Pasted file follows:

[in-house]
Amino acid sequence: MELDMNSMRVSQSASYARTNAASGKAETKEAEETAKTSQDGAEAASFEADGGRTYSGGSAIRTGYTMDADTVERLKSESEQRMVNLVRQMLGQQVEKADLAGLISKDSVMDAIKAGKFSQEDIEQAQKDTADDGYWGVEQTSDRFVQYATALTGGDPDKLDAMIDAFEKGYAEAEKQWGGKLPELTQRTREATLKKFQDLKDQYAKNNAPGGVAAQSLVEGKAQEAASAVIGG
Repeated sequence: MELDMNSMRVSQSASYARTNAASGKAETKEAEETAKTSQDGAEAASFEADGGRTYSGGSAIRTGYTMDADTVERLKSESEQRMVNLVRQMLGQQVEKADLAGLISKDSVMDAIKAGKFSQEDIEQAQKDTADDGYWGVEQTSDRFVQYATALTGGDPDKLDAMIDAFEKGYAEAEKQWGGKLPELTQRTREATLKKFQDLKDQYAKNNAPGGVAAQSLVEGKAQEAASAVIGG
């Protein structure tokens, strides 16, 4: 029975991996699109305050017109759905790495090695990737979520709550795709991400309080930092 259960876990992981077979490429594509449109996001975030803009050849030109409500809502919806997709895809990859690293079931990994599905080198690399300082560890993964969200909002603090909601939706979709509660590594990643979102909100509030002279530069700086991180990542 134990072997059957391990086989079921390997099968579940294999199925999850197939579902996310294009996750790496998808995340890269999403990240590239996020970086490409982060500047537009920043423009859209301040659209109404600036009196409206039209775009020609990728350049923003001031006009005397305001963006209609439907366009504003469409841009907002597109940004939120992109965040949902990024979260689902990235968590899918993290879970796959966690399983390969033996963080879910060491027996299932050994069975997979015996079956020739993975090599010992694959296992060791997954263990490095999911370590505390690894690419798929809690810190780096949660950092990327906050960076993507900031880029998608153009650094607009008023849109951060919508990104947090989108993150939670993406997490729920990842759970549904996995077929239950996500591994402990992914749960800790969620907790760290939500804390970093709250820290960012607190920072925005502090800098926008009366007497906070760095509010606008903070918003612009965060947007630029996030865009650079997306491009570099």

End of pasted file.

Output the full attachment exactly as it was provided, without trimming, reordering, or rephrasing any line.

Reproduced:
[in-house]
Amino acid sequence: MELDMNSMRVSQSASYARTNAASGKAETKEAEETAKTSQDGAEAASFEADGGRTYSGGSAIRTGYTMDADTVERLKSESEQRMVNLVRQMLGQQVEKADLAGLISKDSVMDAIKAGKFSQEDIEQAQKDTADDGYWGVEQTSDRFVQYATALTGGDPDKLDAMIDAFEKGYAEAEKQWGGKLPELTQRTREATLKKFQDLKDQYAKNNAPGGVAAQSLVEGKAQEAASAVIGG
Repeated sequence: MELDMNSMRVSQSASYARTNAASGKAETKEAEETAKTSQDGAEAASFEADGGRTYSGGSAIRTGYTMDADTVERLKSESEQRMVNLVRQMLGQQVEKADLAGLISKDSVMDAIKAGKFSQEDIEQAQKDTADDGYWGVEQTSDRFVQYATALTGGDPDKLDAMIDAFEKGYAEAEKQWGGKLPELTQRTREATLKKFQDLKDQYAKNNAPGGVAAQSLVEGKAQEAASAVIGG
């Protein structure tokens, strides 16, 4: 029975991996699109305050017109759905790495090695990737979520709550795709991400309080930092 259960876990992981077979490429594509449109996001975030803009050849030109409500809502919806997709895809990859690293079931990994599905080198690399300082560890993964969200909002603090909601939706979709509660590594990643979102909100509030002279530069700086991180990542 134990072997059957391990086989079921390997099968579940294999199925999850197939579902996310294009996750790496998808995340890269999403990240590239996020970086490409982060500047537009920043423009859209301040659209109404600036009196409206039209775009020609990728350049923003001031006009005397305001963006209609439907366009504003469409841009907002597109940004939120992109965040949902990024979260689902990235968590899918993290879970796959966690399983390969033996963080879910060491027996299932050994069975997979015996079956020739993975090599010992694959296992060791997954263990490095999911370590505390690894690419798929809690810190780096949660950092990327906050960076993507900031880029998608153009650094607009008023849109951060919508990104947090989108993150939670993406997490729920990842759970549904996995077929239950996500591994402990992914749960800790969620907790760290939500804390970093709250820290960012607190920072925005502090800098926008009366007497906070760095509010606008903070918003612009965060947007630029996030865009650079997306491009570099």